These operations are transactions in money market instruments initiated by the central bank and operated through a competitive mechanism that aims at adding (liquidity providing operations) or withdrawing (liquidity absorbing operations) reserves to and from the system, respectively. Money market operations include the following:
• Open market operations (OMO). Those operations are conducted by the central bank as a participant in regular markets. They involve (a) buying and selling assets outright on the secondary market, and (b) buying and selling assets under a repurchase agreement in the repo market or foreign exchange swaps.
• OMO-type operations. Those operations are conducted using a specific central bank instrument. OMO-type operations involve (a) lending and borrowing against underlying assets as collateral, (b) primary market issuance of central bank securities or government securities for monetary policy purposes, (c) accepting fixed-term deposits, and (d) auctions of foreign exchange (as a tool for both foreign exchange and liquidity management).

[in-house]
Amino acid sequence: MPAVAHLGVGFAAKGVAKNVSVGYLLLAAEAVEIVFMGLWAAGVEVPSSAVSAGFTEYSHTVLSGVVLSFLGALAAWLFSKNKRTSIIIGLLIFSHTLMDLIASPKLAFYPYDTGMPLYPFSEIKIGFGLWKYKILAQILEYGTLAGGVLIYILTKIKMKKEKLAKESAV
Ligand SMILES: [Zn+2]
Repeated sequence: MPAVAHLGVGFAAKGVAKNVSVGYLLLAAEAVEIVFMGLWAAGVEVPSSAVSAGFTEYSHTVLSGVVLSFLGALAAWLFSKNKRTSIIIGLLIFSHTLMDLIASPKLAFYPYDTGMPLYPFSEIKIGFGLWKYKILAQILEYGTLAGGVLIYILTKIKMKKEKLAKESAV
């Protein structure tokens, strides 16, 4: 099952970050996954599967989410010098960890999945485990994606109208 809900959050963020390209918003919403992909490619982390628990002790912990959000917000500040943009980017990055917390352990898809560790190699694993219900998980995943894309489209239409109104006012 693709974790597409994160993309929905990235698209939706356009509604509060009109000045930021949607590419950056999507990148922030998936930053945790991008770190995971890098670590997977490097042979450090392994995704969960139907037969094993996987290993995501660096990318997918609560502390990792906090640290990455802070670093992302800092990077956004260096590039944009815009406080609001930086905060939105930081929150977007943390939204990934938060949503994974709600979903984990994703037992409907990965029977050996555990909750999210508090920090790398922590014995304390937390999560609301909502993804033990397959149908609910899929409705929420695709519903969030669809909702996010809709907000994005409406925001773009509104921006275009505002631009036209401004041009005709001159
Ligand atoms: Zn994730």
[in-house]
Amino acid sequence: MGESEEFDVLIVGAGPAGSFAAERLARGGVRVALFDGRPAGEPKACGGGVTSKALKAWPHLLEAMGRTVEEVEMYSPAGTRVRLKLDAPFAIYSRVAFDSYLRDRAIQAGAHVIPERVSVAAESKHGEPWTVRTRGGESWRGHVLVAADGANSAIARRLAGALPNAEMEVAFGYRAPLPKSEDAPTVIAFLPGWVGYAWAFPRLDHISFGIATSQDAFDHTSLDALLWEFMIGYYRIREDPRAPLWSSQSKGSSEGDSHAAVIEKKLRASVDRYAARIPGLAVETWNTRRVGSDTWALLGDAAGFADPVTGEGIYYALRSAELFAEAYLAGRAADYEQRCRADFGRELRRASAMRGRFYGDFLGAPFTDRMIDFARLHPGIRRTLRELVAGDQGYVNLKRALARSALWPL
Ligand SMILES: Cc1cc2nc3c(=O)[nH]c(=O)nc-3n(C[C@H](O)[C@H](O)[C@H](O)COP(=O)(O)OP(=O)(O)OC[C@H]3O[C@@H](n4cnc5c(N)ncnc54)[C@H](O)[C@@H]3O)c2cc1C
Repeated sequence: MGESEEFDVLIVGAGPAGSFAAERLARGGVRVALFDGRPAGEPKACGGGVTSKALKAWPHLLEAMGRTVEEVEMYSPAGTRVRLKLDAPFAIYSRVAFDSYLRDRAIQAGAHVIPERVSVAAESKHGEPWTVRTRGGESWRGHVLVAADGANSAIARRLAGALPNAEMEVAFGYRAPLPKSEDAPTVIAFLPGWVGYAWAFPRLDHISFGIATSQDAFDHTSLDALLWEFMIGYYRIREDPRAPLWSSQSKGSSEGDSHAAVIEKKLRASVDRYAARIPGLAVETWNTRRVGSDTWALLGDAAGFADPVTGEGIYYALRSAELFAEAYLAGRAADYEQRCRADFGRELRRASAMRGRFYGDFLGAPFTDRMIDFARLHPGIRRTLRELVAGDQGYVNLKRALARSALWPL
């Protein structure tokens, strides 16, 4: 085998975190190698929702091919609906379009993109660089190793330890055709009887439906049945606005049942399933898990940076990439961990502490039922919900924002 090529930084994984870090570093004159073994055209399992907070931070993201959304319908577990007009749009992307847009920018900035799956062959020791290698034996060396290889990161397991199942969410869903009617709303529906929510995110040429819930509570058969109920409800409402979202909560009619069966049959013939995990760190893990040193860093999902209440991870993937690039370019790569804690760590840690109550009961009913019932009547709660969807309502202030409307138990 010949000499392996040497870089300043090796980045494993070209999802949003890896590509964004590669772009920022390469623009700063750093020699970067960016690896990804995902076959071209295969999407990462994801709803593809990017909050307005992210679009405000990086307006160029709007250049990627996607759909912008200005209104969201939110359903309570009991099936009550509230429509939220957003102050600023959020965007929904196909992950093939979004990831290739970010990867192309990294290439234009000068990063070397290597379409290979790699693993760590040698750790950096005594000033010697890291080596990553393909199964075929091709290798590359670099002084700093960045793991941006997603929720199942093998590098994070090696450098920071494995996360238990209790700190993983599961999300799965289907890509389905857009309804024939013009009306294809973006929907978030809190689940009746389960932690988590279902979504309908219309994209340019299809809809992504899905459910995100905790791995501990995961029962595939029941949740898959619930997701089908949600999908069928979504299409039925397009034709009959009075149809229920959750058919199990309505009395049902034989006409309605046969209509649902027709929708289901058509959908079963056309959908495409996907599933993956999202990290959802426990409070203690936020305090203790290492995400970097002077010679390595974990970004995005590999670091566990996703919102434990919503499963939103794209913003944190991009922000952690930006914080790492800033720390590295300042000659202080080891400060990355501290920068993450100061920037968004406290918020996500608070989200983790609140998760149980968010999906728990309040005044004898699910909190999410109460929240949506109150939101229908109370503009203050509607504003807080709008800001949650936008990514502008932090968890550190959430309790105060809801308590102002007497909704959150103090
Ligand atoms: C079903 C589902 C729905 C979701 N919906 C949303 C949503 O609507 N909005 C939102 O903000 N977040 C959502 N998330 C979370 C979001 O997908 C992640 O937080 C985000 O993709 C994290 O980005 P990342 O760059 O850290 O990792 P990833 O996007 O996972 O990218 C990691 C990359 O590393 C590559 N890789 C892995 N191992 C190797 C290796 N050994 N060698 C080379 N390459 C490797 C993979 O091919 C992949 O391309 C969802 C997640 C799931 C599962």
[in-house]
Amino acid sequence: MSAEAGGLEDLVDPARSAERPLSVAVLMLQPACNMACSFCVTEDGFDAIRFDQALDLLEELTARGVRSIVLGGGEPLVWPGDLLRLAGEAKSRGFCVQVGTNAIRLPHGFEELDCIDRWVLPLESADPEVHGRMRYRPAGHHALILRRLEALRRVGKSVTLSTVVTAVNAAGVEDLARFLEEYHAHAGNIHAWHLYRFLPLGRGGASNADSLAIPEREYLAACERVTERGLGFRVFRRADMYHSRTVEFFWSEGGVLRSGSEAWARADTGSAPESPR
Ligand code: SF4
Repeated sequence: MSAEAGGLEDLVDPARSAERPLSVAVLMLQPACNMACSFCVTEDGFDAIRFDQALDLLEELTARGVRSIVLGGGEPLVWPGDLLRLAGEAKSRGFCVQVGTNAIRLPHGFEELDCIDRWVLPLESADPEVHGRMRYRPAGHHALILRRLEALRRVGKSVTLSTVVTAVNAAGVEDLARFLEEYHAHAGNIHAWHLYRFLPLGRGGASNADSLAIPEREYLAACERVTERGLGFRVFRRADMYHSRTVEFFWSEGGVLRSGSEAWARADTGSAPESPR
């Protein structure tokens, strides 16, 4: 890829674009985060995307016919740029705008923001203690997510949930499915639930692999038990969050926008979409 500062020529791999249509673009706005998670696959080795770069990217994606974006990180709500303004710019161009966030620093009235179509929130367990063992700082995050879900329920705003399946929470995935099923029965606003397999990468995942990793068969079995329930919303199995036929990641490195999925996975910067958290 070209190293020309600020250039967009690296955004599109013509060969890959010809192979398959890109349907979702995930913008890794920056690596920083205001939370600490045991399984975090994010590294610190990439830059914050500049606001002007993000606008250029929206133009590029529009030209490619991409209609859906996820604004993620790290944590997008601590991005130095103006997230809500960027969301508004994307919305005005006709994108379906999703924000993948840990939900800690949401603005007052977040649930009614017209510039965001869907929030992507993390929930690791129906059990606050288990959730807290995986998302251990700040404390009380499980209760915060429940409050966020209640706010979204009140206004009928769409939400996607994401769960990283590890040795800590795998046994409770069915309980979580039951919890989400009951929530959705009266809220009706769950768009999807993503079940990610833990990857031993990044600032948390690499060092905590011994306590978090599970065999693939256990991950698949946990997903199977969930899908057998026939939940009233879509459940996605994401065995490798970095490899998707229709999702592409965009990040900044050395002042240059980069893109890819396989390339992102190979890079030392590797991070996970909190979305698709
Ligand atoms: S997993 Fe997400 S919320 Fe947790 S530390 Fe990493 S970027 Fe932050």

• In their market operations, central banks may use various auction techniques. With volume tenders, banks bid only for volumes supplied by the central bank at a preset interest rate. With interest rate tenders, banks bid for the amount and the rate; the central bank charges the rates offered (multiple-rate auction) or the cutoff rate (uniform-rate auction).
Note: Further details can be found in Balino and Zamalloa (1997).